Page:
What this means for the vast majority of employers is the current confusion will continue. Employers will have to decide whether to lift mask and social distancing rules for vaccinated individuals, while still enforcing mask use against the unvaccinated, based upon CDC guidance.
Employers will have to decide whether to require proof of vaccination before masks are made optional. Some employers have been considering a blanket vaccination mandate; if no vaccine, then no work on site. Some have implemented that broad vaccination mandate and have been sued. Employers will certainly be watching to see whether mandatory employee vaccination will be allowed or restricted in court challenges, before implementing or dropping their own mandatory vaccine requirements.
Other employers are simply allowing all employees to remove their masks regardless of vaccination status. These employers are among the group most likely to be challenged. While, the lack of an OSHA rule reduces the chances of inspection and citations under OSHA, there still remains some risk that an employee complaint, report of illness or an outbreak of COVID at a workplace, could trigger inspection and citation by OSHA under the general duty clause.
Congressional leaders who advocated for a stronger OSHA standard have already spoken out. House Education and Labor Chairman Bobby Scott (D-VA), whose committee oversees the Department of Labor, branded the new rules “too little, too late” and providing “no meaningful protection” to workers in higher-risk industries and for millions of Americans who aren’t vaccinated yet. However, Scott and other proponents have few tools to force OSHA into action. Democratic-sponsored legislation to impose a stronger standard would not clear the evenly split Senate, where a 60-vote majority is required to overcome a Republican filibuster. Democrats aren’t giving up, however: in a statement tonight, House Speaker Nancy Pelosi (D-CA) said Chairman Scott and House Appropriations Chair Rosa DeLauro (D-CT) will “continue the fight.” DeLauro’s committee will later this month release must-pass bills to fund the Department of Labor among other agencies in the coming fiscal year. DeLauro and allies could use the “power of the purse” to pressure OSHA to issue more binding rules.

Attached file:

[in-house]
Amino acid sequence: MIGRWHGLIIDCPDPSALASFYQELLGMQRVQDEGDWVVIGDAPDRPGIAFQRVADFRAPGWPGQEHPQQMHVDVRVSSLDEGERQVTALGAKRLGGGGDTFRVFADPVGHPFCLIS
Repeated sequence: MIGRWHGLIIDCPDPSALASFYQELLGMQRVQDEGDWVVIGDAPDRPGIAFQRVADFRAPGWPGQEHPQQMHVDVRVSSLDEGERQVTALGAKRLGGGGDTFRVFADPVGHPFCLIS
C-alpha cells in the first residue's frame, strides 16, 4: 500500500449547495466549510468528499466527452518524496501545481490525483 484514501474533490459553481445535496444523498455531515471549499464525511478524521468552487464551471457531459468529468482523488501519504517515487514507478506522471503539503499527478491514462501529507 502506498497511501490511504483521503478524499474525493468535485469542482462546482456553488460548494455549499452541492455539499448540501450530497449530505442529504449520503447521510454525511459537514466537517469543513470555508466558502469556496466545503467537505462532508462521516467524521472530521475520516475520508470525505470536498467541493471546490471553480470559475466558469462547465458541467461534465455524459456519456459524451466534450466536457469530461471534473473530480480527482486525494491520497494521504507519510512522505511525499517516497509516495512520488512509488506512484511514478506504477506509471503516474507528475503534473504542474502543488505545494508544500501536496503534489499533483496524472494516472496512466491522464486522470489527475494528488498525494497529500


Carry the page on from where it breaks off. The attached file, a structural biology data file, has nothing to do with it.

HEALTH CARE RULES
Michael Best will evaluate and release an alert regarding the healthcare emergency temporary standard issued today. If you are interested in receiving that alert click here to subscribe to our COVID-19, Labor & Employment and Michael Best Strategies mailing list.
GUIDELINES FOR ALL EMPLOYERS
Michael Best will evaluate and release an alert regarding the OSHA guidelines issued today. If you are interested in receiving that alert click here to subscribe to our COVID-19, Labor & Employment and Michael Best Strategies mailing list.
Subpart U—COVID-19 Healthcare ETS (osha.gov)
For questions contact your Michael Best Attorney, Strategies Partner, or Michael Best's Workplace Safety and Health team.